Baritone Bruce Kelly, soprano Olivia Rapos and conductor Philip Headlam are among the performers in the world premiere of The Auction, a full-length opera presented to July 1 at the Westben Arts Festival Theatre (John Terauds photo).

It’s mystifying that one has to leave Toronto in order to see the premiere of a new, full-length Canadian opera.

We’re lucky that Westben festival co-founders Brian Finley and Donna Bennett have had the courage to take the risk, because The Auction, a two-hour, two-act opera by composer John Burge and librettist Eugene Benson, is getting a fine start in life.

Benson based his libretto on a Canadian children’s book of the same title by Jan Andrews. You’d never know the story was published in 1990, because it as well as the opera have a sweet, timeless, Norman Rockwell, Laura Ingalls, goodnight-John-Boy quality.

The original story is a tidy little tale of a young boy coming to terms with his newly widowed grandfather selling the family farm and its contents at auction the next day.

Despite having been inspired by a children’s book and having a child character, this is not a children’s opera. It is about coming to terms with loss, no matter how old or young one happens to be.

Benson has embellished the spare narrative with flashbacks of the grandparents’ meeting and courtship as well as ampler reminiscences by both daughter and grandson. The librettist has also added a best friend for the grandfather as comic relief.

In an obvious nod to French grand-operatic tradition, the play contains a ballet scene in Act II to illustrate the little boy’s dreams of scarecrows coming alive.

Burge’s score is as accessible as the story itself, filled with country-fiddle and other folksy melodic motifs. The Kingston-based composer has a knack for inventive variation of themes, which makes for compelling listening through much of the two hours.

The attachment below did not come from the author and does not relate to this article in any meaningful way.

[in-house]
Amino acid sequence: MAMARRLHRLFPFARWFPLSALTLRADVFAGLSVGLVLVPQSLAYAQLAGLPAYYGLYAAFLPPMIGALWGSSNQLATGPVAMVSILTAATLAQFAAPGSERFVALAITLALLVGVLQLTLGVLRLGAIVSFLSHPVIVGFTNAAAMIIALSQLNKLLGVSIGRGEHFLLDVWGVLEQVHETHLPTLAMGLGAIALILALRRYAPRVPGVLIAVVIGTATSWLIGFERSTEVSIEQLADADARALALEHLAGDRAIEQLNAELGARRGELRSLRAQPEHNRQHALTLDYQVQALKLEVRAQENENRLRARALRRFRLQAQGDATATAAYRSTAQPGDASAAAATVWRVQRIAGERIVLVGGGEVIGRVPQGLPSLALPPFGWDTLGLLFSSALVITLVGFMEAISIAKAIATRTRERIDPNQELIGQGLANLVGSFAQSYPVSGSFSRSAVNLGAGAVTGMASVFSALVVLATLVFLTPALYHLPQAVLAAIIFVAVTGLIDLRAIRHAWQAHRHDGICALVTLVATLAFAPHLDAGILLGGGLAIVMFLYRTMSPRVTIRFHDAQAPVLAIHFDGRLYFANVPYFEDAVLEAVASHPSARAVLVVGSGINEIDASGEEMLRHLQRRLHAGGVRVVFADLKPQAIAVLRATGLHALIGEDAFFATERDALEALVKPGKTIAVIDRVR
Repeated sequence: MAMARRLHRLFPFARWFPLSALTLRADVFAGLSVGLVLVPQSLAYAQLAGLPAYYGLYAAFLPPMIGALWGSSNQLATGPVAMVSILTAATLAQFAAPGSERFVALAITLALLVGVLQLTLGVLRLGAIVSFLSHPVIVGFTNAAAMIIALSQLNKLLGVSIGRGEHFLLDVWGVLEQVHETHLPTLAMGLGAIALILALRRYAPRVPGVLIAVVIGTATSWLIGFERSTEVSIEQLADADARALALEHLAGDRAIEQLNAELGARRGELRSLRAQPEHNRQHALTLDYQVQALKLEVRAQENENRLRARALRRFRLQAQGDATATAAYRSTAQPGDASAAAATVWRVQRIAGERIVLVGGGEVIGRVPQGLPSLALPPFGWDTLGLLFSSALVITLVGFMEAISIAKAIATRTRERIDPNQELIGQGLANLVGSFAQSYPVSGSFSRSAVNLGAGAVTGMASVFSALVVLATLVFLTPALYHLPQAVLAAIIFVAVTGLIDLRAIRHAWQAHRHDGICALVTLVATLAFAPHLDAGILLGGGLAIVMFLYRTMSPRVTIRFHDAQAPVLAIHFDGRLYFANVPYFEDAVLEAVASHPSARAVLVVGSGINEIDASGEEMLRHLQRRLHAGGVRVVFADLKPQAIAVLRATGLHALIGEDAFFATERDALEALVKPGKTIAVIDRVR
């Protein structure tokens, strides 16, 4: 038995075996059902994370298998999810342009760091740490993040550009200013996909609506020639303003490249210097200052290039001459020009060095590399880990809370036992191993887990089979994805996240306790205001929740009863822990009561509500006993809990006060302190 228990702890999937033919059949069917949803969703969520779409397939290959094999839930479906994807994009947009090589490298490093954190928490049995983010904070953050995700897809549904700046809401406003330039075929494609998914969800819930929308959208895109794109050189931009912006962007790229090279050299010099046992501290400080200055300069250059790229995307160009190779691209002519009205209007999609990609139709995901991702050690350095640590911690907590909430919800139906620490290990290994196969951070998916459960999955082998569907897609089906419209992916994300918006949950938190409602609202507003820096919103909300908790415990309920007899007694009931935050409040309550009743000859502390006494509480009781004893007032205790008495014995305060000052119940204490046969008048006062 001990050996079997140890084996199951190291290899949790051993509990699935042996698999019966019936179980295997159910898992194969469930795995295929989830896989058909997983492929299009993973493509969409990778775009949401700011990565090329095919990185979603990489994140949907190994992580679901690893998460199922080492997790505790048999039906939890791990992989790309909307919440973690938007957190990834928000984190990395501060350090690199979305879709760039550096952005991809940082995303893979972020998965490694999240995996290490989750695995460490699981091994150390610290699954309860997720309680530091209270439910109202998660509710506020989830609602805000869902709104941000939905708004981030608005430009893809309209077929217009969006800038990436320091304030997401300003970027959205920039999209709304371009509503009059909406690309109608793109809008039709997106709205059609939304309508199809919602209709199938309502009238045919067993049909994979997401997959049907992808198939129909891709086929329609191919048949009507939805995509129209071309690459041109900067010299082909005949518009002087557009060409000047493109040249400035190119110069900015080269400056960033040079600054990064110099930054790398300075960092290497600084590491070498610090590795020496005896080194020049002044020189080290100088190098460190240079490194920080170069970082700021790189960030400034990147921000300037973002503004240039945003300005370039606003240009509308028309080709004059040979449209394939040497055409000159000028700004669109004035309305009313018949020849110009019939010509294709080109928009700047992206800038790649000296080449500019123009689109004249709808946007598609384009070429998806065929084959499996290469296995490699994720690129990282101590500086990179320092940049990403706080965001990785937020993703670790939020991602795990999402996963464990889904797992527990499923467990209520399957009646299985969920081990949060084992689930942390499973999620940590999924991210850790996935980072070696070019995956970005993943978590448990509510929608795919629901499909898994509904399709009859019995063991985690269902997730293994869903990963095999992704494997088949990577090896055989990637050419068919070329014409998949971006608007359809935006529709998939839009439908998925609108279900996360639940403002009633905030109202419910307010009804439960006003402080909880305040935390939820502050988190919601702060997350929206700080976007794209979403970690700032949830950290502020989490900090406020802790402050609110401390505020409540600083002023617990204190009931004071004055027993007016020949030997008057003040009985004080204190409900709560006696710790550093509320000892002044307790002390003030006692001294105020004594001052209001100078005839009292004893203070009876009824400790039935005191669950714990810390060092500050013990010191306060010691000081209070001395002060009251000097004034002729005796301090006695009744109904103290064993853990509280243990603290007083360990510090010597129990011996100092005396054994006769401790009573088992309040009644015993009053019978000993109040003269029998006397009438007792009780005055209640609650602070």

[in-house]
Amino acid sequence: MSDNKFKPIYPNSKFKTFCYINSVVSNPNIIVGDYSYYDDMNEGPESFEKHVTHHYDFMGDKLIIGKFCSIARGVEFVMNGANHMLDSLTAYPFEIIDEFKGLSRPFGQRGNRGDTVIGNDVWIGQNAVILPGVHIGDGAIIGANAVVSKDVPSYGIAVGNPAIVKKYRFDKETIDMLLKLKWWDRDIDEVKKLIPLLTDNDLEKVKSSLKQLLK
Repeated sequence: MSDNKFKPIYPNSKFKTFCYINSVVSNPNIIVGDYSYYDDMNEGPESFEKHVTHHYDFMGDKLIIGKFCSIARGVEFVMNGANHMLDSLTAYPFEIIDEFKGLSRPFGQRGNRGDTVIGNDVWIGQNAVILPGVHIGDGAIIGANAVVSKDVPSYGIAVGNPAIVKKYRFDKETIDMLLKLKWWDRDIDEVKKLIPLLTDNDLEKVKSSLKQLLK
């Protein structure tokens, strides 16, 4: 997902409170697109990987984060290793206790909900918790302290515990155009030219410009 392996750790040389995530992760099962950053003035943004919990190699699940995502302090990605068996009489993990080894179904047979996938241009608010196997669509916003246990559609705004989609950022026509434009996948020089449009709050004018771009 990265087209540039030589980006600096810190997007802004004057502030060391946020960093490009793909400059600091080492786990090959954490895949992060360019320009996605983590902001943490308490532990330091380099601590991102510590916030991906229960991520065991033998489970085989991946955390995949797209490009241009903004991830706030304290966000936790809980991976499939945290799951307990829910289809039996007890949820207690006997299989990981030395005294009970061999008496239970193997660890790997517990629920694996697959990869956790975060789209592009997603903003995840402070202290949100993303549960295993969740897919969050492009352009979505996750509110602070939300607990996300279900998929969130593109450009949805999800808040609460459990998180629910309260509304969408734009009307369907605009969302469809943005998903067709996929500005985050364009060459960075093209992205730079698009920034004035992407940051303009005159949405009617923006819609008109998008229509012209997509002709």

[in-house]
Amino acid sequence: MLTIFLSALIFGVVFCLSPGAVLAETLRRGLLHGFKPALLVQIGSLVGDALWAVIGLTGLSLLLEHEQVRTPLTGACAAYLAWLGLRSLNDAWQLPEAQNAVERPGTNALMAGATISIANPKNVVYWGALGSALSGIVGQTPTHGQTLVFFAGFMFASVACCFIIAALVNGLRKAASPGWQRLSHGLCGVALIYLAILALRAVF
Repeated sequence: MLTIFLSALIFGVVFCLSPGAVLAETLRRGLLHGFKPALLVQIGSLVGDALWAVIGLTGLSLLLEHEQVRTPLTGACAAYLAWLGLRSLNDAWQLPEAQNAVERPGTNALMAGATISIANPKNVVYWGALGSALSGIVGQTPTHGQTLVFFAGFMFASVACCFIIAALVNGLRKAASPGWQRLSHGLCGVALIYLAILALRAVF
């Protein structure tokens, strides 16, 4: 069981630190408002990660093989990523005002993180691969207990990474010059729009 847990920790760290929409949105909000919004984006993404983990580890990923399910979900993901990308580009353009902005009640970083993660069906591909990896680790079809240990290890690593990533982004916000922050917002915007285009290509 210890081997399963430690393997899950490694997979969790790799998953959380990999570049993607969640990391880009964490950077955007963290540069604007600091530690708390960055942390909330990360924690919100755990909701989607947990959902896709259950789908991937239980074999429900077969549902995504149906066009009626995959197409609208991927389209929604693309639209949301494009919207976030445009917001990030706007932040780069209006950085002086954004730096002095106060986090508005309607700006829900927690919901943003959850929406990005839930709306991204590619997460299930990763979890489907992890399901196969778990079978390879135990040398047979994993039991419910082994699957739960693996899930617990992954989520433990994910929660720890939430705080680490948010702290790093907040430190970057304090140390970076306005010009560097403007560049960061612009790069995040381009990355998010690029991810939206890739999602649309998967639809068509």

The production itself, as seen at dress rehearsal on Thursday, is as rough hewn as the timbers in the Westben barn, with elementary set, lighting and costumes.

Allison Grant’s direction and choreography tends towards the obvious and fussy. But, given the pastoral context — a meadow just outside Cambellford — and the informal, friendly atmosphere fostered by Finley and Bennett (who live in a big, old farmhouse just a few metres from the barn), The Auction fits in with its setting like a rooster on a fencepost.

It helps that the six-member orchestra is excellent, and is capably led by conductor Philip Headlam.

Much, but not all, of the singing cast is strong.

Tenor Keith Klassen is as loud and showy as his auctioneer’s jacket, soprano Donna Bennett is affecting as daughter Alberta, baritone Matthew Zadow is a strong young Granddad and mezzo Kimberly Barber strikes the right balance between wisdom and insouciance as Grandmother.

Special kudos go to older Granddad Bruce Kelly, whose warm baritone and still, unaffected acting anchor him as the emotional centre of the opera, and to young soprano Olivia Rapos who, in an instance of gender-blind casting, does excellent work in the grandson’s role.

Overall, this is an enjoyable way to spend two-plus hours of holiday-weekend time. For it to be an outstanding experience, The Auction could benefit from 15 to 20 minutes of judicious cuts because, with Burge’s musical blessing, Benson has a penchant for ladling on the sentimental gravy.

Despite the quibbles, here is one more piece of proof that new, full-length Canadian opera is alive and well — everywhere except Toronto.

The Auction runs at the Westben Arts Festival Theatre Friday to Sunday, July 1 at 2 p.m. For all the details, click here.

John Terauds

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One Response to Opera review: The Auction fits into its Westben festival setting like a rooster on a fencepost

  1. Just saw the preview and thought it was a well balanced show…hope we can see it in Toronto sometime soon!

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